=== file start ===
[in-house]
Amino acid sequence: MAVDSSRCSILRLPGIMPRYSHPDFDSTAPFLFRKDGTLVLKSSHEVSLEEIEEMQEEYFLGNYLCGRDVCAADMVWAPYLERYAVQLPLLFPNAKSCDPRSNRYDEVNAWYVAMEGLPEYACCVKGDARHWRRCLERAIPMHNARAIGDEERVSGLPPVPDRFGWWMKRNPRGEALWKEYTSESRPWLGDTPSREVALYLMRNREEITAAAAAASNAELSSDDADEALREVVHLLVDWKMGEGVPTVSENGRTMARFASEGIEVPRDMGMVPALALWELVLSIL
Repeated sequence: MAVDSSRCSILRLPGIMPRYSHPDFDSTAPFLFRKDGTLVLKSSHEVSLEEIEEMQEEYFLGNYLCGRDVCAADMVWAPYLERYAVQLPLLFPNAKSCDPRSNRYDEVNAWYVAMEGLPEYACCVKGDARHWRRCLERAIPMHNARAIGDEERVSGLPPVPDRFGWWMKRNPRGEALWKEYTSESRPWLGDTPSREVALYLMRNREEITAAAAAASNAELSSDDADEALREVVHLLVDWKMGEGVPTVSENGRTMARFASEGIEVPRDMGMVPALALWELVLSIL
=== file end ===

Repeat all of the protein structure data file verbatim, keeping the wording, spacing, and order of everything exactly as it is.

[in-house]
Amino acid sequence: MAVDSSRCSILRLPGIMPRYSHPDFDSTAPFLFRKDGTLVLKSSHEVSLEEIEEMQEEYFLGNYLCGRDVCAADMVWAPYLERYAVQLPLLFPNAKSCDPRSNRYDEVNAWYVAMEGLPEYACCVKGDARHWRRCLERAIPMHNARAIGDEERVSGLPPVPDRFGWWMKRNPRGEALWKEYTSESRPWLGDTPSREVALYLMRNREEITAAAAAASNAELSSDDADEALREVVHLLVDWKMGEGVPTVSENGRTMARFASEGIEVPRDMGMVPALALWELVLSIL
Repeated sequence: MAVDSSRCSILRLPGIMPRYSHPDFDSTAPFLFRKDGTLVLKSSHEVSLEEIEEMQEEYFLGNYLCGRDVCAADMVWAPYLERYAVQLPLLFPNAKSCDPRSNRYDEVNAWYVAMEGLPEYACCVKGDARHWRRCLERAIPMHNARAIGDEERVSGLPPVPDRFGWWMKRNPRGEALWKEYTSESRPWLGDTPSREVALYLMRNREEITAAAAAASNAELSSDDADEALREVVHLLVDWKMGEGVPTVSENGRTMARFASEGIEVPRDMGMVPALALWELVLSIL